Both seem to mean "to be helpful, to be useful" but I cannot distinguish what is their difference.

Here are some examples:

昨日の帰りに少し摘んどいたんだ‌ 具材の足しになるかな?

I gathered these on our way back yesterday.‌
Will these work as additional ingredients?‌


Even if this map does not seem useful, bring it with you.

足し is used almost exclusively in the idiom 足しになる/足しにする, but 足し on its own means something like "(small but nice) addition/complement". The idiom is used only in a situation where the amount of something is considered insufficient. Someone who says 具材の足しになるかな thinks there are not enough ingredients but the gathered plants will work as an addition. Also note that 足しになる also implies the added amount is not very large. It's fine to give someone money saying 学費の足しにしてください, but it can be inconsiderate to thank someone saying 学費の足しになります. We don't usually say この地図は足しになる because having more than one map rarely makes sense in the first place.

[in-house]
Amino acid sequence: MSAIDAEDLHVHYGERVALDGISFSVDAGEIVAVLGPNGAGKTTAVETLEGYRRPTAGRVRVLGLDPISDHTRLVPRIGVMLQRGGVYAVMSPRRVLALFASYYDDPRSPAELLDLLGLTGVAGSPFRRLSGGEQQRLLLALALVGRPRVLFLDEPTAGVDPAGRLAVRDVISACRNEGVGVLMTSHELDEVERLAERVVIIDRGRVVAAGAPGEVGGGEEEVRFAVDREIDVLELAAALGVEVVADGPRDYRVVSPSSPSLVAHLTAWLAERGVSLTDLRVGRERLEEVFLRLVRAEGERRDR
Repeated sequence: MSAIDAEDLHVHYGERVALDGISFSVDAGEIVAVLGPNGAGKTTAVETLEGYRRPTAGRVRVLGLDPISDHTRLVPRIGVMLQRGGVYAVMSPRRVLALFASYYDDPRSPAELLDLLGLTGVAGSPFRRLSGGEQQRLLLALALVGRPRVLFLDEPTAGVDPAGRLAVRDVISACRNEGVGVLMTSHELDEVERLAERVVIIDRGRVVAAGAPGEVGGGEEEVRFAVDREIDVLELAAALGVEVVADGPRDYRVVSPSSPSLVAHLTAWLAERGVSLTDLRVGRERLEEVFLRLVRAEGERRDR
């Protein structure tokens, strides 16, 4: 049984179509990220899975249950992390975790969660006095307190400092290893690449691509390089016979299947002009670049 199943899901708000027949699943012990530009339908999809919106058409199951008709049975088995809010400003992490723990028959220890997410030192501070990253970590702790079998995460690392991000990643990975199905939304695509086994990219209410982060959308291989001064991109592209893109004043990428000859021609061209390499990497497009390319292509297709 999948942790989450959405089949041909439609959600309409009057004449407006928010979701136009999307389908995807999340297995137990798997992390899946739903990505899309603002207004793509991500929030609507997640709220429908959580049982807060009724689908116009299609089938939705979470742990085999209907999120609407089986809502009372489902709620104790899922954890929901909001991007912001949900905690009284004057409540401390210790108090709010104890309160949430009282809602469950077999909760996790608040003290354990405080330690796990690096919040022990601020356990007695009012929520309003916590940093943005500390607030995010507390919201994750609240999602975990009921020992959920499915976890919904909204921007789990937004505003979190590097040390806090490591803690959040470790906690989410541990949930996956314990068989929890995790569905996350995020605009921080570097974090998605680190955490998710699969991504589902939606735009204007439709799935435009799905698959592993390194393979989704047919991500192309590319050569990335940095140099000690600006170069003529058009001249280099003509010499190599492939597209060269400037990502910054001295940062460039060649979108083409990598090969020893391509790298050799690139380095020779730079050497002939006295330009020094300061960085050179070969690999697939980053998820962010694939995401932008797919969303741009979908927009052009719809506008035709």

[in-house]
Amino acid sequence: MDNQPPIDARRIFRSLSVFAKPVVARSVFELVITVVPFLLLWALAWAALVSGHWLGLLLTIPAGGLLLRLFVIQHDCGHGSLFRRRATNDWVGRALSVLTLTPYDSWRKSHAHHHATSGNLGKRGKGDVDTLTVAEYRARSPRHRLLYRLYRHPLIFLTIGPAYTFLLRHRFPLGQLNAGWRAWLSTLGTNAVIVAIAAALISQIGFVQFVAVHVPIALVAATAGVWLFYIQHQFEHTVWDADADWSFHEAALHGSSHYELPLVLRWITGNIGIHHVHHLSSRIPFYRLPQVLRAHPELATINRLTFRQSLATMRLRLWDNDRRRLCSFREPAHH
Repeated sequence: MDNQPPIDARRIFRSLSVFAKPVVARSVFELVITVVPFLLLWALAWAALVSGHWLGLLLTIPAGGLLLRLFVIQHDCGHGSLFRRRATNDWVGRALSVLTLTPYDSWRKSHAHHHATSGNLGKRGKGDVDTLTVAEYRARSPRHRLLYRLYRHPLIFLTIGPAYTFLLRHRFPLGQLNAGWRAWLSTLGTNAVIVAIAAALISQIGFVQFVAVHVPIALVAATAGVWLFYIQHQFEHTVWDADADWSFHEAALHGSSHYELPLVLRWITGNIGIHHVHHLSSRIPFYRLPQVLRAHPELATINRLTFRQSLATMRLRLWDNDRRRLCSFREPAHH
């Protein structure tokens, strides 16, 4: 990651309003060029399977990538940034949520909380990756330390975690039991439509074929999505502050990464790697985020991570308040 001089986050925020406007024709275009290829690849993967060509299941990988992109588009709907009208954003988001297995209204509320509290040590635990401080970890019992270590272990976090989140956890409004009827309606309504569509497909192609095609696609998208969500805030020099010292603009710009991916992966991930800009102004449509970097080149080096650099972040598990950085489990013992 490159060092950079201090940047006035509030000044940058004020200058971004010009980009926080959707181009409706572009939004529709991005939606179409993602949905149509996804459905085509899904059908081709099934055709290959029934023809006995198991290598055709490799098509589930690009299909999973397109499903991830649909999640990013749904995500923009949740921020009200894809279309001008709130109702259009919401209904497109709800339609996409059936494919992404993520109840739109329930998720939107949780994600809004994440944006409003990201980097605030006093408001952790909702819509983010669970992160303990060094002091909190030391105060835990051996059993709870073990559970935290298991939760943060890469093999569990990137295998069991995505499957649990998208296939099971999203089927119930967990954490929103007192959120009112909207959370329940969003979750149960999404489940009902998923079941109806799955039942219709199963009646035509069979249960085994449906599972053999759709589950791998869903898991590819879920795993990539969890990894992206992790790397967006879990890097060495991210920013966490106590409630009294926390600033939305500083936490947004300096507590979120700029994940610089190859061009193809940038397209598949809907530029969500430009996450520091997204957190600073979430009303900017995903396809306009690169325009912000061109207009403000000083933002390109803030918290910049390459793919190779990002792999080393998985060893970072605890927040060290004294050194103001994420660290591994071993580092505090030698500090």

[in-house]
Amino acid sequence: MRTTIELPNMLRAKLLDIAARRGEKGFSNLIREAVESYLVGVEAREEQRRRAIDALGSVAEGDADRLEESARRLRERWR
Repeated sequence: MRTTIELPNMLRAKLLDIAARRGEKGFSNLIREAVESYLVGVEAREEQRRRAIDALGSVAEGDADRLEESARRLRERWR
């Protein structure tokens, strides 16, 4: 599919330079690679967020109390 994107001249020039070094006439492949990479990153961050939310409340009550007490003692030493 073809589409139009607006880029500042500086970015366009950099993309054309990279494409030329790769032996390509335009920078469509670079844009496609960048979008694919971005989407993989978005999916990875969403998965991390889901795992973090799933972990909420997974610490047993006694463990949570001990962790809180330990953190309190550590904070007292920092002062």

役に立つ ("to be helpful") can be used in a much wider variety of situations.

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